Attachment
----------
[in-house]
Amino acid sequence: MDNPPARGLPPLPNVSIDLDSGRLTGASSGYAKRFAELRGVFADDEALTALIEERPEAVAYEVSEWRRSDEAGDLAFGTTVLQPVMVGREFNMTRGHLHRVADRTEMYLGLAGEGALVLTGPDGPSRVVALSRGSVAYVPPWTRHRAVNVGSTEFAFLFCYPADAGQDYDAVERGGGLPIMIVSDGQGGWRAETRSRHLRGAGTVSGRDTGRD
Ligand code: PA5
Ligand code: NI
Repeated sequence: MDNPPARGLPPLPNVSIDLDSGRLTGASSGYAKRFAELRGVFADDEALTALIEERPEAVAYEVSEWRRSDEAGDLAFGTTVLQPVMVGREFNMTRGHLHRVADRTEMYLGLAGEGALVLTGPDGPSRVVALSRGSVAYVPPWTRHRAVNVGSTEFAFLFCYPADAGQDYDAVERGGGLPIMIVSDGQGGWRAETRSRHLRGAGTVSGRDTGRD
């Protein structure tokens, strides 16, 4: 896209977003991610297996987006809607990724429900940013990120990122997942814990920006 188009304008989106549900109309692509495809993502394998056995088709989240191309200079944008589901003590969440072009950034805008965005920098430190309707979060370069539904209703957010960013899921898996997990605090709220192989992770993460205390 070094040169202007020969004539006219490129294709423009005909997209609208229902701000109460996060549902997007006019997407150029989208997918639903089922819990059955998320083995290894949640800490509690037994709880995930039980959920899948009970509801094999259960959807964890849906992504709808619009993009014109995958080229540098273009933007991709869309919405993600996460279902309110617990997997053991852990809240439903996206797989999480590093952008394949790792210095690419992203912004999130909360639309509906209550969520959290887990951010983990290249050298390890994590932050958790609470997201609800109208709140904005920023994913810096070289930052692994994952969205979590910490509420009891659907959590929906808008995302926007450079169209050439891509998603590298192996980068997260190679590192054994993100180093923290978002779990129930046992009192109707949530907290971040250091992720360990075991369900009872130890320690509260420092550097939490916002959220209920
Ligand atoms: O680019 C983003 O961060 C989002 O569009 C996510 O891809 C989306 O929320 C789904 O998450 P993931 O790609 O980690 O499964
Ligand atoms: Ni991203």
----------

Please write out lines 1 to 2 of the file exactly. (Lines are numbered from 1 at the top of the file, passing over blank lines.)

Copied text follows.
[in-house]
Amino acid sequence: MDNPPARGLPPLPNVSIDLDSGRLTGASSGYAKRFAELRGVFADDEALTALIEERPEAVAYEVSEWRRSDEAGDLAFGTTVLQPVMVGREFNMTRGHLHRVADRTEMYLGLAGEGALVLTGPDGPSRVVALSRGSVAYVPPWTRHRAVNVGSTEFAFLFCYPADAGQDYDAVERGGGLPIMIVSDGQGGWRAETRSRHLRGAGTVSGRDTGRD